HPA STRONGLY OPPOSES THE EXECUTIVE AND ASSEMBLY PROPOSALS
SUPPORTS THE SENATE REJECTION OF THE EARLY INTERVENTION PROVISIONS
The Governor’s budget proposes to significantly expand the Early Intervention program (EI) health insurance mandate to impact both EI service providers and commercial health insurers. The Senate rejected the governor’s proposal outright while the Assembly maintained the health insurer provisions and rejected the EI service providers’ provisions.
HPA opposes the Executive and Assembly EI budget language. HPA does not argue the value of EI services, but most of them are educational or developmental, not medical, and shifting them to commercial insurance would increase premium costs for everyone. The Assembly budget proposal to require prompt payment for EI services, and the fifteen day notice requirement to providers, municipalities and service coordinators when the claim is self-insured, places a significant burden on plans for a task that was supposed to be handled by the state’s EI fiscal agent. The savings achieved by the Governor’s budget for the EI provisions was a meager and dubious $1.35 million. By eliminating the EI service provider provisions, the value of these proposals is now at a de minimis level.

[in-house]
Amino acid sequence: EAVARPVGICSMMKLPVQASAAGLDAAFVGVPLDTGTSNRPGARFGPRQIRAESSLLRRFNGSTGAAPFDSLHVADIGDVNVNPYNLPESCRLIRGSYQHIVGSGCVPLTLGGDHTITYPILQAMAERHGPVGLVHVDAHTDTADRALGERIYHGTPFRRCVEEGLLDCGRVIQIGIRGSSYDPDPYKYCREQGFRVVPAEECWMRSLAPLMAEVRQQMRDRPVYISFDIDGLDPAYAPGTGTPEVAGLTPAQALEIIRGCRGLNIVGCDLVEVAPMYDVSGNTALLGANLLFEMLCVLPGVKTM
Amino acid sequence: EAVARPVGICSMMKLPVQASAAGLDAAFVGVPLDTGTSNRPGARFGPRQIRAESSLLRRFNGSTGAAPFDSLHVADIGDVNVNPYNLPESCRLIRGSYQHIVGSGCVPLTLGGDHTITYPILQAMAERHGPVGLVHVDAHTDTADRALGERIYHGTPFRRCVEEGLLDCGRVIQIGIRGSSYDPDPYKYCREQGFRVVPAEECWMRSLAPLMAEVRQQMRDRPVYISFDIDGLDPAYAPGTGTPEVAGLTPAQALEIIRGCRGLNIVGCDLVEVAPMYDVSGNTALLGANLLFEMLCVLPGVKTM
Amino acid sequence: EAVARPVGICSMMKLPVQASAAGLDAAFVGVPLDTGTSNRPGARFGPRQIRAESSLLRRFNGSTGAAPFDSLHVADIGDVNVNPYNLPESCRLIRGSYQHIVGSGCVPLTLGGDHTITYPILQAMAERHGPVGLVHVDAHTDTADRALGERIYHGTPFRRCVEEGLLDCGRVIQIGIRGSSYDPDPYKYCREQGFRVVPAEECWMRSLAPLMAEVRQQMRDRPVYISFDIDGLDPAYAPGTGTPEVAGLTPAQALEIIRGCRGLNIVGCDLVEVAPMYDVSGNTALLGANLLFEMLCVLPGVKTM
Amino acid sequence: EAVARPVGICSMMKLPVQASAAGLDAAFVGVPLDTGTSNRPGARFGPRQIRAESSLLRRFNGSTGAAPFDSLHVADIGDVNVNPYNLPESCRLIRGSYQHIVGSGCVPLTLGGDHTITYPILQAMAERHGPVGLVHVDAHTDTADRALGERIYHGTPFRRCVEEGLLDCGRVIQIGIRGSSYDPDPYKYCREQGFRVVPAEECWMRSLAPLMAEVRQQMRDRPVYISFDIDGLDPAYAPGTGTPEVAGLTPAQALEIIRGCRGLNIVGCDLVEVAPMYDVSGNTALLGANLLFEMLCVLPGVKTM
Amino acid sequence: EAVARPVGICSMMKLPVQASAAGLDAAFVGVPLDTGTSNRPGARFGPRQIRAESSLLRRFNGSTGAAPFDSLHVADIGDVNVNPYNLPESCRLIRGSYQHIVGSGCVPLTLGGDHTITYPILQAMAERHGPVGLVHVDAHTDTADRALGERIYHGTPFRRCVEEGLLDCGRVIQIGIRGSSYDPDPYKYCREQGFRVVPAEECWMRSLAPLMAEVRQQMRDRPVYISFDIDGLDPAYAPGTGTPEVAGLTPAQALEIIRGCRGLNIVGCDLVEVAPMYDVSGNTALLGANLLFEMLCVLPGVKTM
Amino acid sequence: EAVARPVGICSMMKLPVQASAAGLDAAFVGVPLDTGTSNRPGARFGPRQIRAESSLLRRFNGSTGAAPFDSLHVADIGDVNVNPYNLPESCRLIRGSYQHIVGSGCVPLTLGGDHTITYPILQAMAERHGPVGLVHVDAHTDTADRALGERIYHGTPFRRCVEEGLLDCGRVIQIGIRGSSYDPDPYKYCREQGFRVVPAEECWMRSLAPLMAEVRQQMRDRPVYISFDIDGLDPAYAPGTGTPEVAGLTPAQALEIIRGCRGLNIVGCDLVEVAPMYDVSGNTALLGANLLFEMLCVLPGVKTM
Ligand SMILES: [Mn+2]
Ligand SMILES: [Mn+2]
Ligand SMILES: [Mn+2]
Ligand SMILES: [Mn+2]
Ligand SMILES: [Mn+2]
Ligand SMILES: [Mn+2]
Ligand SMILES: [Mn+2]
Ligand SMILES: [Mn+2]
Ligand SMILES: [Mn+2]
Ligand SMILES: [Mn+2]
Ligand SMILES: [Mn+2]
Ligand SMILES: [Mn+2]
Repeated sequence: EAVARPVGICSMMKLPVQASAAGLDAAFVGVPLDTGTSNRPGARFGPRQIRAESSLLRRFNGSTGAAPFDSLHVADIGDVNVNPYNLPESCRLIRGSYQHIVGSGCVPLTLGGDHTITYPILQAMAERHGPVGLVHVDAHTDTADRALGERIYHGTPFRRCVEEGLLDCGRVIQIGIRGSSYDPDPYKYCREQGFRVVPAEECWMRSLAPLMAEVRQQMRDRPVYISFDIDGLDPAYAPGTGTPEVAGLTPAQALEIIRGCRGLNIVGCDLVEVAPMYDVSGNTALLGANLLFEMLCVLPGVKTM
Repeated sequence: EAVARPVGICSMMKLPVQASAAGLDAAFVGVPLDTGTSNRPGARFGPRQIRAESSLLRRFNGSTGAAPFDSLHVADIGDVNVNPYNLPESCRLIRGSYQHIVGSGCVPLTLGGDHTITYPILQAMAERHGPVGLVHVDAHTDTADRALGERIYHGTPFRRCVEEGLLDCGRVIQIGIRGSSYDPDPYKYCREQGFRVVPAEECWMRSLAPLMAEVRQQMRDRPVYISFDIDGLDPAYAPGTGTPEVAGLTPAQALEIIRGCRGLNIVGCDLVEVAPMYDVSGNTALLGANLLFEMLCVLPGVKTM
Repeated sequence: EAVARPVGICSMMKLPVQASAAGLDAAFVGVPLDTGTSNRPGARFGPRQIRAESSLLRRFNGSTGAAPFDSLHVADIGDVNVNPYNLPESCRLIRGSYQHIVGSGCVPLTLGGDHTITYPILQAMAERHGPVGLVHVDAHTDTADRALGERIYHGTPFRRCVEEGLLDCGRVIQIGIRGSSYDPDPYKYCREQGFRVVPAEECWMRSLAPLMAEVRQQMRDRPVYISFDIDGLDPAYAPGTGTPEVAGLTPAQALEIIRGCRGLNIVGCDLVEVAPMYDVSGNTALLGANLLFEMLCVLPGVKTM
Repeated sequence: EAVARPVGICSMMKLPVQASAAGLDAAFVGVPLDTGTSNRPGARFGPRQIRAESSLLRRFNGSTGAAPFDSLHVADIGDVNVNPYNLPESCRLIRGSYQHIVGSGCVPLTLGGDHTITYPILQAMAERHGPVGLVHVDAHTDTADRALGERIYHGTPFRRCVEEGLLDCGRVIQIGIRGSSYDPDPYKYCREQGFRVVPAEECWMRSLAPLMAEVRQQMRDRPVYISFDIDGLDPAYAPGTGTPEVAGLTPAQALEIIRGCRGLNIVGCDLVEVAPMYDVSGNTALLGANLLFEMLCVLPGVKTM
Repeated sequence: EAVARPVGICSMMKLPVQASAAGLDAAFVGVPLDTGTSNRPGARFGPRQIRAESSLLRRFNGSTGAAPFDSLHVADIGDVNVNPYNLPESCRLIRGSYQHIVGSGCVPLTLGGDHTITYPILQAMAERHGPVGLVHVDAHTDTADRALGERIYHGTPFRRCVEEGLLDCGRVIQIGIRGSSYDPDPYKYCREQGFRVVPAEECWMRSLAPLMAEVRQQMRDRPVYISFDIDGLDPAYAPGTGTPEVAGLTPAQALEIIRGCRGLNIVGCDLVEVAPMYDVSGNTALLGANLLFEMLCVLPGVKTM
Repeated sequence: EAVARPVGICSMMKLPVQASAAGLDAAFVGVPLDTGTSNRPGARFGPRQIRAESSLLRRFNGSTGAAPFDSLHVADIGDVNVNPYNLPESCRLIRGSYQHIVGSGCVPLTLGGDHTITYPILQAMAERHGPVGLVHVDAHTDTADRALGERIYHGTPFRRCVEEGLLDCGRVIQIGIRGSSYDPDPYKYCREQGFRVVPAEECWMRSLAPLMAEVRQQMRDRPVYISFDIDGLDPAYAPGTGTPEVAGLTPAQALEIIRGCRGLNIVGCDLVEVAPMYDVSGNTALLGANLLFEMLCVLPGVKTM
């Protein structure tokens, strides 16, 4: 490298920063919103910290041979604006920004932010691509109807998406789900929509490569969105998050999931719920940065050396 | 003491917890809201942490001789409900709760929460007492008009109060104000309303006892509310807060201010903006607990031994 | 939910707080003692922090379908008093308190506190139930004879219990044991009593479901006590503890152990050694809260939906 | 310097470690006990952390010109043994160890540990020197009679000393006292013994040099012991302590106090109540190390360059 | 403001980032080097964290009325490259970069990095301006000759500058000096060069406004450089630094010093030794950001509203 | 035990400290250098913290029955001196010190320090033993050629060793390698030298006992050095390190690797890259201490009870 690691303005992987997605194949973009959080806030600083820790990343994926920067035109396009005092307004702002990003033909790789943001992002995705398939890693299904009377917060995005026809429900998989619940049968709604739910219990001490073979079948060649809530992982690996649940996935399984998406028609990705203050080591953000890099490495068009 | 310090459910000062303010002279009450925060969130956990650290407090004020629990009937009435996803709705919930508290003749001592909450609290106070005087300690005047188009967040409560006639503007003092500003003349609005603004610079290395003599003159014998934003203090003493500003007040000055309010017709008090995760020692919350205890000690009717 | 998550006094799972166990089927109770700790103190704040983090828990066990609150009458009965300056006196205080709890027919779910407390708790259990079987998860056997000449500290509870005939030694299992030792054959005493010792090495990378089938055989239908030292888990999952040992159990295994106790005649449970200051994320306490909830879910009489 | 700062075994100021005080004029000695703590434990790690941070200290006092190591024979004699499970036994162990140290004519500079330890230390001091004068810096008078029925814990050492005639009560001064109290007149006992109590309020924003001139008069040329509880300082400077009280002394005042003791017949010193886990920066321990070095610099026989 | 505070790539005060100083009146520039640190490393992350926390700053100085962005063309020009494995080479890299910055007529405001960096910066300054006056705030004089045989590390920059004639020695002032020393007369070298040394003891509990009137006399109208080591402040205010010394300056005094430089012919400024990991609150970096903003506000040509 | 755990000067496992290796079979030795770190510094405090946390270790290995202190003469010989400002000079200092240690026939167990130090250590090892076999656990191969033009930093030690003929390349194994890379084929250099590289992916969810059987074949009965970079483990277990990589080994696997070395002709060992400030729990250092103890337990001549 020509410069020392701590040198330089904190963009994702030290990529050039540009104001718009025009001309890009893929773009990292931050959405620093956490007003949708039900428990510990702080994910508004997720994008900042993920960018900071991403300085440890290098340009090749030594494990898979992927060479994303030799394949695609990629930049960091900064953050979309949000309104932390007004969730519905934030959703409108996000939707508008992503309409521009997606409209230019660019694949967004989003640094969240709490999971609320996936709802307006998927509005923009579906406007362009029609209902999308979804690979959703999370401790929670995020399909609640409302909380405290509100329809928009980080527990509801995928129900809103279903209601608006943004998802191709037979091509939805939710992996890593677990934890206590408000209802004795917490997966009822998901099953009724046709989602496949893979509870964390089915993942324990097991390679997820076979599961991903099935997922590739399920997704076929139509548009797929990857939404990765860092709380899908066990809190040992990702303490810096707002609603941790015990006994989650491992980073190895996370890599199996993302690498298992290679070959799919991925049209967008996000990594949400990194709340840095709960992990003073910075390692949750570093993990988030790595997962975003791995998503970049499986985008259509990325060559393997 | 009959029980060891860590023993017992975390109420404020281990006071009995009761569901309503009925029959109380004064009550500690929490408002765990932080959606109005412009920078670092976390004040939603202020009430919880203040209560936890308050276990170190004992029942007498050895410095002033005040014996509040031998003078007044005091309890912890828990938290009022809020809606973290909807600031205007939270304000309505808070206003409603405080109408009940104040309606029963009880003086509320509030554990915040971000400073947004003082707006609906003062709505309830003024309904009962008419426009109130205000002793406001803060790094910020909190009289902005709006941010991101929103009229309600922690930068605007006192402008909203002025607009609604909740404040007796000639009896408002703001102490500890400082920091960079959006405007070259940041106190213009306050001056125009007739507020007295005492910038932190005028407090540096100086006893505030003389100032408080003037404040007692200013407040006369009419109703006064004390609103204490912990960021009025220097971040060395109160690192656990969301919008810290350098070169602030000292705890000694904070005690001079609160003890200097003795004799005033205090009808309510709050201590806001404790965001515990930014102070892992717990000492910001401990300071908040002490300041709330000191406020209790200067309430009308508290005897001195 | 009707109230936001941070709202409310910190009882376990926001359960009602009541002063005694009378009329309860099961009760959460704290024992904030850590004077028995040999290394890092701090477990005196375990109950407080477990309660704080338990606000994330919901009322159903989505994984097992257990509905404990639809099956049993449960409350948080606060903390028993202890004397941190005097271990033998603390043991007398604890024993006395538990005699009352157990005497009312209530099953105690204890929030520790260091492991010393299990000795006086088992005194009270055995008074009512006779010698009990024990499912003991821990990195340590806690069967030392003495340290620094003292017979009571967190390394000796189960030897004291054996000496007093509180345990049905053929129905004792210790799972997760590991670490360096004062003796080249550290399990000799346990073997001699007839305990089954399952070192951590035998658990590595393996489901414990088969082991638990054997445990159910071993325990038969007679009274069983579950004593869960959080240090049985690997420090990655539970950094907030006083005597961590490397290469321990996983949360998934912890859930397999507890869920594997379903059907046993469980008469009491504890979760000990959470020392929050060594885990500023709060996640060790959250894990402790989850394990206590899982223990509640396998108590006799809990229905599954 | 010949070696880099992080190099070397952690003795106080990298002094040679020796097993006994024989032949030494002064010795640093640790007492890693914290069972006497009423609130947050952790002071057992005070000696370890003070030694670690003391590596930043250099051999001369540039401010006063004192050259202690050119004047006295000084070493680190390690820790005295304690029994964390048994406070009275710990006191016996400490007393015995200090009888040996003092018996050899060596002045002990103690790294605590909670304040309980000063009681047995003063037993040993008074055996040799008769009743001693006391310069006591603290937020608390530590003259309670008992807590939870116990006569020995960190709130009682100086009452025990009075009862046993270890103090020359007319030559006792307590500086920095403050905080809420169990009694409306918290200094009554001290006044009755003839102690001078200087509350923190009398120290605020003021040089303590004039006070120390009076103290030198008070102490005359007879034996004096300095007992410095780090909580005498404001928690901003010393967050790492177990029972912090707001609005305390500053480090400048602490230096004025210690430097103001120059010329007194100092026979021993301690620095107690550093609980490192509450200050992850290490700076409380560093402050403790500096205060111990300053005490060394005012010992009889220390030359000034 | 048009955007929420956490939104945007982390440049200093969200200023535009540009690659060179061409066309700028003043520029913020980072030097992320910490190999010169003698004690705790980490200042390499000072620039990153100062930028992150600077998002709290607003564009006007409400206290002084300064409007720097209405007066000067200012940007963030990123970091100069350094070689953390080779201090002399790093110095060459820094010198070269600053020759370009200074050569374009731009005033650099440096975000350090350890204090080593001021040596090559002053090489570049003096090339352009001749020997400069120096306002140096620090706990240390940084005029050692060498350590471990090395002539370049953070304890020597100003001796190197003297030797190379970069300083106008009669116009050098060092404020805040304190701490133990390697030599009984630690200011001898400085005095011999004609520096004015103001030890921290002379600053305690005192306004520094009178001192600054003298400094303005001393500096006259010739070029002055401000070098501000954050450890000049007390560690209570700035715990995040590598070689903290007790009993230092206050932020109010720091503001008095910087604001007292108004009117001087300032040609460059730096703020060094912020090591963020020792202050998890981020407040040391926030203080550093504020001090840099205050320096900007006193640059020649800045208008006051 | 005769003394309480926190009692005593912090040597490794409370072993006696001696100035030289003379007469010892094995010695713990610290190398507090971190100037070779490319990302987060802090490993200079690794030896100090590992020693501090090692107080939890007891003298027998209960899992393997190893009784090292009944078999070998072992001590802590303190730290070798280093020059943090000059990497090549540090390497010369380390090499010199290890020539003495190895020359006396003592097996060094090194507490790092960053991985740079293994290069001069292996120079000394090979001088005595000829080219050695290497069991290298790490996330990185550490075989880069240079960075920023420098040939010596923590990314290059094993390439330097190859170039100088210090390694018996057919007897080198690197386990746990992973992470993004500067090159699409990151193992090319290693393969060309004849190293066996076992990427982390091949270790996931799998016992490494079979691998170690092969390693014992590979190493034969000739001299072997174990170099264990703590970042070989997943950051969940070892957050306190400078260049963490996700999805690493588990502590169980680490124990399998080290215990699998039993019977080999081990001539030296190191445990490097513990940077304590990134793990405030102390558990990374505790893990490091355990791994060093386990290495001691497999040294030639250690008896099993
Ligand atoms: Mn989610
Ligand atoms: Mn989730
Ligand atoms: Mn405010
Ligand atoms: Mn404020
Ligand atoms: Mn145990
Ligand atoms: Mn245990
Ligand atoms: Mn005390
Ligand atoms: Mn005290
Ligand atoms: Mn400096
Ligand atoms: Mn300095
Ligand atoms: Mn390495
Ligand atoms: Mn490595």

The Executive created the EI fiscal agent — and granted a $43.5M contract — to increase commercial insurance payments for EI services. To date it has failed to streamline the program and increase third party reimbursements. Greater value can be achieved by reviewing the EI fiscal agent contract and aligning that contract to account for unfulfilled obligations instead of passing those costs along to EI service providers and commercial health insurers.